The Next Room

Days like these, I wish I had been smart enough when my kids were smaller to buy one of those oversized rulers above that crafty people make out of reclaimed wood.

I wish I would have plunked down the money and ordered one or made one and recorded the progress of my sweet babies growing.

I wish I could have brought that thing with me and found a home for it in our new old farmhouse.

At the very least, I wish I would have thought to snap a photo of the small piece of wall that served as a measuring post in our former house.

Mostly I wish that time would freeze and let me catch my breath for a second.

This growing up stuff is wrecking havoc on the emotional well-being of this momma.

Tonight I watched my eldest daughter transform from a child to a full-fledged babysitter.

It was bound to happen someday.

I just can't believe someday

It happened as nonchalantly as the tule fog has been rolling in lately to surround our farmhouse.

I was chatting with a friend about an event coming up and she mentioned she had been thinking about asking my daughter to babysit. Coincidentally, my daughter had been asking me if she could start babysitting. My friend and I both started babysitting at her age, so it was a valid request. While I was processing through that, I started to reminisce with my friend about my inglorious first solo babysitting gig,

It was a disaster.

For the first time, I had to make food on my own for someone else. Box mac n' cheese. I ended up ruining the first batch because I put the powder in with the boiling noodles. And then the kids went psycho crazy. It's like they could sense my nervousness. I ended up calling my mom crying because the kids weren't listening to me and frankly, I was scared.

She came over and laid down some magic mom law and those kids shaped up and went to bed without a fuss.

Eventually, I figured it out. Things got easier.

But as I talked about that episode with my friend, I had a brilliant idea. What if we babysat together? What if we showed up together, got all the info, worked together to make dinner (and yes, we made Mac n' Cheese and yes I made sure she knew how to wait on the cheese powder), and then what if I left for an hour or so and let her do it on her own. I would be close by with my phone if she needed me, but far enough away for her to have some independence and gain some confidence?

So, that's what we did.

I left Hayden with the toddler happily finishing his dinner and her setting out art supplies to work on with his five-year-old sister. I gave her some pointers on when to start bath time and what should happen while I was gone.

And then I left.

And I drove to Starbucks, ordered a drink and read some stuff I had been meaning to read. I didn't worry. I didn't look at the time (too much). I just enjoyed some peace and quiet.

After about 45 minutes, I finished my drink, gathered my stuff and headed back.

My daughter was just finishing up bath time with the five-year-old and making silly faces at the toddler who was wearing a bowl on his head and playing peekaboo. Everything was calm. Everything was fine.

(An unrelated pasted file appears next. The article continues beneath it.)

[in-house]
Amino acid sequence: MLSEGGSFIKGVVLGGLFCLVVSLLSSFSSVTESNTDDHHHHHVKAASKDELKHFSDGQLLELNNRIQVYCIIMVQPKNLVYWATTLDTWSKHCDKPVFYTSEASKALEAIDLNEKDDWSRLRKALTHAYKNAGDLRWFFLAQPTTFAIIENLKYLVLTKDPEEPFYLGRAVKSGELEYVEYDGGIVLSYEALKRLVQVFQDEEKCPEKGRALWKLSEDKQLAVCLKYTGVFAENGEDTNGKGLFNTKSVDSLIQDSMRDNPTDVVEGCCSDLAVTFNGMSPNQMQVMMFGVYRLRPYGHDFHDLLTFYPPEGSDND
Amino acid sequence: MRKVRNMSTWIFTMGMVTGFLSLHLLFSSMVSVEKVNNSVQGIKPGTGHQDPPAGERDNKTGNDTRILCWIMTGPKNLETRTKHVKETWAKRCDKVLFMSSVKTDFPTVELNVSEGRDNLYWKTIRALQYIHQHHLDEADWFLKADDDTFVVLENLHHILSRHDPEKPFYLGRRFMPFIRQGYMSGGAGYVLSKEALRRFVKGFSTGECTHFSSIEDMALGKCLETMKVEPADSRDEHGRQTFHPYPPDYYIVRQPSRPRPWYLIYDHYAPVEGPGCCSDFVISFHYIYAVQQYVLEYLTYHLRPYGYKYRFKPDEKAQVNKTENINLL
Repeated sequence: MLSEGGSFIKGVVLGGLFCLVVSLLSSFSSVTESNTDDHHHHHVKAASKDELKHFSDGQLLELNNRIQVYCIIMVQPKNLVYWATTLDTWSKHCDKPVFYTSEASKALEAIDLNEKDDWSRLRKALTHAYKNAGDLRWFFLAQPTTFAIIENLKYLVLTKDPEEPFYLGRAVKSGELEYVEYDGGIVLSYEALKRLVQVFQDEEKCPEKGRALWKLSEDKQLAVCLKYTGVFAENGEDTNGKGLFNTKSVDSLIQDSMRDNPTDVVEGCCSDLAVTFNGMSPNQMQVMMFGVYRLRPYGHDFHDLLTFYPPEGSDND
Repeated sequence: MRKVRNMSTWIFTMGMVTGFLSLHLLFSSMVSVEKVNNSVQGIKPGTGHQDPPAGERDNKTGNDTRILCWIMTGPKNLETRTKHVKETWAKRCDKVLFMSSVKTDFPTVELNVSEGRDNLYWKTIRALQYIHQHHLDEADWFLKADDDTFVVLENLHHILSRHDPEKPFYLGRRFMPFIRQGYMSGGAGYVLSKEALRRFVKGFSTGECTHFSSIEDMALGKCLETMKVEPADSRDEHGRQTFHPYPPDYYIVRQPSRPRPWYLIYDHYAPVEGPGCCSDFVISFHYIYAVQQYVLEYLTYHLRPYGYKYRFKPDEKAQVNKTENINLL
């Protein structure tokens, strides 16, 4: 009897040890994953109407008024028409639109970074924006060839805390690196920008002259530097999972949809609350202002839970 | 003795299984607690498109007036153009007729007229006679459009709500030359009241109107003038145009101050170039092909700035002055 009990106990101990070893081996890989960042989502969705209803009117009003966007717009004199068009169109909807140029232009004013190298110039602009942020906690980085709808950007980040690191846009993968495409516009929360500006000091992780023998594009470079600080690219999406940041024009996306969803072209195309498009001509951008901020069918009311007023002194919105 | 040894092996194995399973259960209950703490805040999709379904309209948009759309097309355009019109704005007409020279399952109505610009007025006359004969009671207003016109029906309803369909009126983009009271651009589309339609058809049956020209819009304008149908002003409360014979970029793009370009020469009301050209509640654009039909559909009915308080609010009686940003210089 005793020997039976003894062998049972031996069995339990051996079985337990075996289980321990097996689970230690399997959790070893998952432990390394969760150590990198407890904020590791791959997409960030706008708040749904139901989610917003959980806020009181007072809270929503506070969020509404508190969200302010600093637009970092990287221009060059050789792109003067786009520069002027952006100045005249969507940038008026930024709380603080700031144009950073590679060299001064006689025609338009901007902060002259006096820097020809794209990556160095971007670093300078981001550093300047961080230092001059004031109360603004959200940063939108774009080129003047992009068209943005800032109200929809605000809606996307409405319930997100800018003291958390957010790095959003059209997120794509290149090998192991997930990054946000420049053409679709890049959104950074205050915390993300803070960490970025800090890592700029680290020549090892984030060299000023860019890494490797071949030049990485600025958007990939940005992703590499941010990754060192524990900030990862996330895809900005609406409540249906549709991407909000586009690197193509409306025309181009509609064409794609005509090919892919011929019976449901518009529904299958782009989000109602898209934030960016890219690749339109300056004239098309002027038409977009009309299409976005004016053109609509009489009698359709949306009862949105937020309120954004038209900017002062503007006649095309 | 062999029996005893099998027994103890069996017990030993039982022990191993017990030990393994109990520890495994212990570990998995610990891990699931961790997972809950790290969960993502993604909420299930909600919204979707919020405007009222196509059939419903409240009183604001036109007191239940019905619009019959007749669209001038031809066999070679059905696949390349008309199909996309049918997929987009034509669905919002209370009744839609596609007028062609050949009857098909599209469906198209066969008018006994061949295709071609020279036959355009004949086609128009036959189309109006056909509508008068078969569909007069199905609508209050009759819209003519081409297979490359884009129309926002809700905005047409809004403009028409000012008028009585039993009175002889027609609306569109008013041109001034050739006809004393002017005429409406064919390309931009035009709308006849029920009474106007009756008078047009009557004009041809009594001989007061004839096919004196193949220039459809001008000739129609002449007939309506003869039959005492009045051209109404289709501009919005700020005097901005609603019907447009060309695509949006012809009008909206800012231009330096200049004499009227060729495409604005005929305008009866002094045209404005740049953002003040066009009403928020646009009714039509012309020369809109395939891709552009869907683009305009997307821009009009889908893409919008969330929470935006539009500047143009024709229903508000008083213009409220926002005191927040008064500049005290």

I jumped in to help transition one child out of the bath and another one into it. I resisted the urge to take over and tell her what to do (mostly). I watched her help get the five-year-old dressed in her pajamas, comb out her hair, help her brush her teeth, help feed her fish, help console her when they realized that one had died (so sad), and then get into bed.

I marveled at how she was able to take the toddler who has struggled with going to sleep, and get him down on her first try.

As we tidied up the house together (one of my tried and trues of being an awesome babysitter -- leaving the house cleaner than when you arrived), I watched her taking mental notes of things and even literally watched her do dishes as I sat on the couch and read (I could get used to this).

And I was proud. So momma proud of my little (big) girl.

However, there was a part (a tiny but loud part) of me that was sad. Because time is moving faster than I ever could have imagined when I held her in my arms over twelve years ago.

My girl who "had so much fun playing with the kids tonight" is still a kid in many ways herself. But she is almost as tall as me. She can wear my clothes. And she has her own Starbucks card which she used to reward herself for a job well done.

She sipped her coffee and announced, "I feel like a teenager. I earned my own money. I am drinking my own coffee. Soon...I'll be driving."

I choked a bit on my own drink at that.

It's the one foot in childhood and one foot in adulthood that is tearing up a piece of a my heart.

But it's a rite of passage that is as important as time itself.

Our little ones grow into people who aren't so little. And while I may mourn the layer of childhood that Hayden shed tonight, I am more touched and excited to see what a wonderful nurturing young woman she has grown into. I was privileged to fast-forward a bit and have a glimpse into the future of her days as a mother herself.

And she will be so good at it.

"Don't worry about spilling your milk. It's okay. Everyone does it."

"Don't be sad about your fish dying. He's going to heaven. It will be okay."

"Don't be scared. Let's pray and ask God to be with you...and I'll be in the other room if you need me."

And maybe that's what makes it all a bit more okay in my momma heart tonight. She may go on to babysit without me. She may go away to college. She will undoubtedly have children of her own.

That's the way of things, I know.

But I also know that I will always be her mom. And as long as I have breath within me, I, too, will always and forever be in the "other room" if and when she needs me.

Hayden, age 12, babysitter extraordinaire

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